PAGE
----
Dodge has scheduled three major premieres for 2022

The teaser of the car in question appeared in a video released in July 2021. But then the boss of the company, without going into details, promised to launch the world’s first electric muscle car in 2024.

During the Los Angeles Auto Show, representatives of Motor Authority and Motor Trend spoke with Dodge CEO Tim Kuniskis and found out curious details about the brand’s plans for the next couple of years. Back in February, the boss claimed the sunset of the V8 6.2 compressor motor, and at the same time, the SRT division was disbanded. Now Kuniskis has clarified the fate of models with the Hellcat prefix to the name: “I will have this car, this platform, this powertrain as we know it, by the end of 2023. There are two more years to buy the Hellcat, and then it will become history”. But we will see the concept of a pure electric muscle car sooner than we thought, in the first quarter of 2022.

Kuniskis attributed the phasing out of the powerful eights to the difficulty of complying with emissions standards (CAFE) and looming fines (in August, the NHTSA regulator said it could fine Stellantis up to $609 million). The first to disappear from Hellcats will be the 720-horsepower Durango SRT Hellcat crossover, which is a 2021 model exclusively.

The head of Dodge explained that the 2022 concept will be a fully working car, capable of dynamic driving. So we will see not only the prototype of the appearance of the future serial “electric car”, but also learn the technical characteristics. The boss promised to disclose the original technology developed for this model, which is patented by the Stellantis concern. It is also known that the model will use the electric platform STLA Large, which gives a benchmark of 800 km range and power (with two motors) up to 660 kW (897 hp).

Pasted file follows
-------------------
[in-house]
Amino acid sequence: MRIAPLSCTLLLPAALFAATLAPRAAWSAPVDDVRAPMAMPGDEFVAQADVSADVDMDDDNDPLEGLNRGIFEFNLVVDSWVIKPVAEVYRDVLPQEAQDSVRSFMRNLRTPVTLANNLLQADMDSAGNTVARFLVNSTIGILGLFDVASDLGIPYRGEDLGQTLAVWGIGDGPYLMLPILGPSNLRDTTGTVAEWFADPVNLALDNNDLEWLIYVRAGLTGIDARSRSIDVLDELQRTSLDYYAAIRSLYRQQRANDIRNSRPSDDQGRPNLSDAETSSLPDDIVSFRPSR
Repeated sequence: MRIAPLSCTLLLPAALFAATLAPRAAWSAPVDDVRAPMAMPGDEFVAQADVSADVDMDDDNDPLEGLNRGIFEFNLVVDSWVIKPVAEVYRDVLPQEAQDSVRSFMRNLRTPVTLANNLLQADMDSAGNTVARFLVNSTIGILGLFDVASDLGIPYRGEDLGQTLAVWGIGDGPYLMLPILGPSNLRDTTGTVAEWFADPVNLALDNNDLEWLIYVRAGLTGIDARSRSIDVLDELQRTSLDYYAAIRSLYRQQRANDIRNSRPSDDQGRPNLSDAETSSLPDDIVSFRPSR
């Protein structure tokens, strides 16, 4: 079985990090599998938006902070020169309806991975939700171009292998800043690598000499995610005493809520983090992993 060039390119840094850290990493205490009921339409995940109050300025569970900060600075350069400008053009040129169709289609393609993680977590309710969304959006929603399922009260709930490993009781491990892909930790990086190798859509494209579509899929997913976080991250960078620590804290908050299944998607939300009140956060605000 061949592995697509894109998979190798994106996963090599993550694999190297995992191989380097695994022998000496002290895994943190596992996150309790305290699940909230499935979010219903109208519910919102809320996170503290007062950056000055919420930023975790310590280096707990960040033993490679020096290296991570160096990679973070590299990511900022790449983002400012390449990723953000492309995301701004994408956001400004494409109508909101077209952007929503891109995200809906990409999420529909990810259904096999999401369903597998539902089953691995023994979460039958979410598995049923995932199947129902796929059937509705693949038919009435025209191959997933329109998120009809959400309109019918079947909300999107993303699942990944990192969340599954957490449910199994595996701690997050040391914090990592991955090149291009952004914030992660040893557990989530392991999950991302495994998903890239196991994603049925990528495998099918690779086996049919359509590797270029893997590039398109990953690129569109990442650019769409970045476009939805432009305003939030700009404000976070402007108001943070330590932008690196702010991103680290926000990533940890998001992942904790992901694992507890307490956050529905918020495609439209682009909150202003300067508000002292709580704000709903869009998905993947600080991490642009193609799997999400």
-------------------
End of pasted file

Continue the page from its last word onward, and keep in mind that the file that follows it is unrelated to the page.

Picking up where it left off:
The Dodge Charger and Challenger SRT Hellcat Redeye Widebody Jailbreak were introduced last week. The 6.2 motors are boosted from 808 hp to 818 hp. (like the SRT Super Stock). For them, restrictions on possible color combinations have been removed. And the shades are seven for seats, body stripes, and wheels, six for brake calipers, four each for the steering wheel, seat belts, and mats. There are five versions of badges. And that’s not counting the body palette itself.

Dodge Charger and Challenger SRT Hellcat Redeye Widebody Jailbreak

An interesting touch: on the nose of the electric car will appear a triangular Fratzog badge, used on Dodges in 1962-1975. The Fratzog sign with its three delta-shaped shapes, according to the idea of the then designers, evoked associations with aerospace engineering and was designed to draw attention to promising models. Over time, this triangle found both on the cars themselves and in user manuals, became a kind of symbol of power and engineering excellence. The transition to the electric era is a good reason to revive this historic mark.

The Fratzog was used not only as an emblem on the grille but also as a horn button, a nameplate on the rack, or on the trunk lid.
The next year will bring two more premieres for the brand. It’s the flickering Dodge plug-in hybrid that’s in the plans for the concern. Its identity was not disclosed by Kuniskis, but he mentioned that it is a new car, unrelated to the known ones. There’s even less data on the third premiere. The head of the brand only said: “You’re going to love it.”


It’s all part of Dodge’s two-year plan called Never Lift (apparently implying a desire to never lift your foot off the gas pedal). Among other things, the company has promised to give out “product news” every three to four months. Announced is the return of the Direct Connection parts brand to create high-performance versions of cars without violating factory warranty and emissions regulations. And also, the formation of a network of Power Brokers dealerships to sell and install such parts and assemblies, legal boost packages. Of the current 2,500 dealers in the U.S., 100 will become Power Brokers centers as part of the pilot program, with more to follow later.

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